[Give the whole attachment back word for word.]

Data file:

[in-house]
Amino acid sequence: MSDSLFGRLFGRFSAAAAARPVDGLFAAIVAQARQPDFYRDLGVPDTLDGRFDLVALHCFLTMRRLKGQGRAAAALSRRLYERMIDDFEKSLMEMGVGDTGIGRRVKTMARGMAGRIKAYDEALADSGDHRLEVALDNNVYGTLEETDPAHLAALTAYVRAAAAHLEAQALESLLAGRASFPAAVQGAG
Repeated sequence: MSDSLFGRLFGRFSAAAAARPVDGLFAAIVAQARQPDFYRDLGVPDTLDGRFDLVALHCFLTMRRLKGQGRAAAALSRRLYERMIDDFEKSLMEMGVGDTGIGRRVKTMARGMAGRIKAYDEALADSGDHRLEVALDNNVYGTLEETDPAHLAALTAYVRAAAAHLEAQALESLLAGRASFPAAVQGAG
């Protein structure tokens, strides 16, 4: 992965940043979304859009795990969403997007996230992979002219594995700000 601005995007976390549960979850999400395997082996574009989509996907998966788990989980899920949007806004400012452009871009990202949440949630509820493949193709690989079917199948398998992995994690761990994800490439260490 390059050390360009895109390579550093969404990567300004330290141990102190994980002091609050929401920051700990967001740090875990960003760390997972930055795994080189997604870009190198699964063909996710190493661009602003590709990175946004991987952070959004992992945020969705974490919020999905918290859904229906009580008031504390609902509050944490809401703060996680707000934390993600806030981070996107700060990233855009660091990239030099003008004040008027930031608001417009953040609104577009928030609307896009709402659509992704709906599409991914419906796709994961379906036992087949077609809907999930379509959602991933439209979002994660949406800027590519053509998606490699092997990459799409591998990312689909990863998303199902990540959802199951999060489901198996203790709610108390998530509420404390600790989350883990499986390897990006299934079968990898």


[in-house]
Amino acid sequence: MSDSLFGRLFGRFSAAAAARPVDGLFAAIVAQARQPDFYRDLGVPDTLDGRFDLVALHCFLTMRRLKGQGRAAAALSRRLYERMIDDFEKSLMEMGVGDTGIGRRVKTMARGMAGRIKAYDEALADSGDHRLEVALDNNVYGTLEETDPAHLAALTAYVRAAAAHLEAQALESLLAGRASFPAAVQGAG
Repeated sequence: MSDSLFGRLFGRFSAAAAARPVDGLFAAIVAQARQPDFYRDLGVPDTLDGRFDLVALHCFLTMRRLKGQGRAAAALSRRLYERMIDDFEKSLMEMGVGDTGIGRRVKTMARGMAGRIKAYDEALADSGDHRLEVALDNNVYGTLEETDPAHLAALTAYVRAAAAHLEAQALESLLAGRASFPAAVQGAG
């Protein structure tokens, strides 16, 4: 992965940043979304859009795990969403997007996230992979002219594995700000 601005995007976390549960979850999400395997082996574009989509996907998966788990989980899920949007806004400012452009871009990202949440949630509820493949193709690989079917199948398998992995994690761990994800490439260490 390059050390360009895109390579550093969404990567300004330290141990102190994980002091609050929401920051700990967001740090875990960003760390997972930055795994080189997604870009190198699964063909996710190493661009602003590709990175946004991987952070959004992992945020969705974490919020999905918290859904229906009580008031504390609902509050944490809401703060996680707000934390993600806030981070996107700060990233855009660091990239030099003008004040008027930031608001417009953040609104577009928030609307896009709402659509992704709906599409991914419906796709994961379906036992087949077609809907999930379509959602991933439209979002994660949406800027590519053509998606490699092997990459799409591998990312689909990863998303199902990540959802199951999060489901198996203790709610108390998530509420404390600790989350883990499986390897990006299934079968990898």